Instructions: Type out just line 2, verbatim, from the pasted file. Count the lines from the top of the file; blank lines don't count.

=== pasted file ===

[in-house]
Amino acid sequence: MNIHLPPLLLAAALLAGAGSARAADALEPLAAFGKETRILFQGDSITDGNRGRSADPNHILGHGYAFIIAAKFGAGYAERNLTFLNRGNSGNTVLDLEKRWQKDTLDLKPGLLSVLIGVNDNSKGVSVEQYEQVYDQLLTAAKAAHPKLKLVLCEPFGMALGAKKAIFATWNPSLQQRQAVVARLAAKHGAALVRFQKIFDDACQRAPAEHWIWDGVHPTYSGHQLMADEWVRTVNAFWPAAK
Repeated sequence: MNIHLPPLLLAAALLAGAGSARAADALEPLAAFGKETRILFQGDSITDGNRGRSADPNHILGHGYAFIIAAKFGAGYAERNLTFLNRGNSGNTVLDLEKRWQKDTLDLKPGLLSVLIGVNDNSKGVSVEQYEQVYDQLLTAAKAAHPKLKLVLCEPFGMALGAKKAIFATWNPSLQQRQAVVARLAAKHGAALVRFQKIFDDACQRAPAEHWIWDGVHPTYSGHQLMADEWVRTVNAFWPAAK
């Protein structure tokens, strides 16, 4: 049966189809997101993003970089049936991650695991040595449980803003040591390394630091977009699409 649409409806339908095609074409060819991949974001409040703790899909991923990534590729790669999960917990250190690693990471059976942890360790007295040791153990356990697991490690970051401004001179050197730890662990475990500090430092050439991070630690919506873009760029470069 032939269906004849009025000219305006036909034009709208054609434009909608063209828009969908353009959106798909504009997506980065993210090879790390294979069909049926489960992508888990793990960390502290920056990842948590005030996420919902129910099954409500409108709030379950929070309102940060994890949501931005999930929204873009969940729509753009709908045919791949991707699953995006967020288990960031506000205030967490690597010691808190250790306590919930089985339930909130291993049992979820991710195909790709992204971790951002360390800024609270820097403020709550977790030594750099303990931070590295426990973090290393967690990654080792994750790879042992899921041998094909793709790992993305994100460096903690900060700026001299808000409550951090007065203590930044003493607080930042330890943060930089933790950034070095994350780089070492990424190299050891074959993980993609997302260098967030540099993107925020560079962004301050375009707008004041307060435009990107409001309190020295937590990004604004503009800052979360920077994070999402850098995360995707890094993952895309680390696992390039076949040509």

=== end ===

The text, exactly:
Amino acid sequence: MNIHLPPLLLAAALLAGAGSARAADALEPLAAFGKETRILFQGDSITDGNRGRSADPNHILGHGYAFIIAAKFGAGYAERNLTFLNRGNSGNTVLDLEKRWQKDTLDLKPGLLSVLIGVNDNSKGVSVEQYEQVYDQLLTAAKAAHPKLKLVLCEPFGMALGAKKAIFATWNPSLQQRQAVVARLAAKHGAALVRFQKIFDDACQRAPAEHWIWDGVHPTYSGHQLMADEWVRTVNAFWPAAK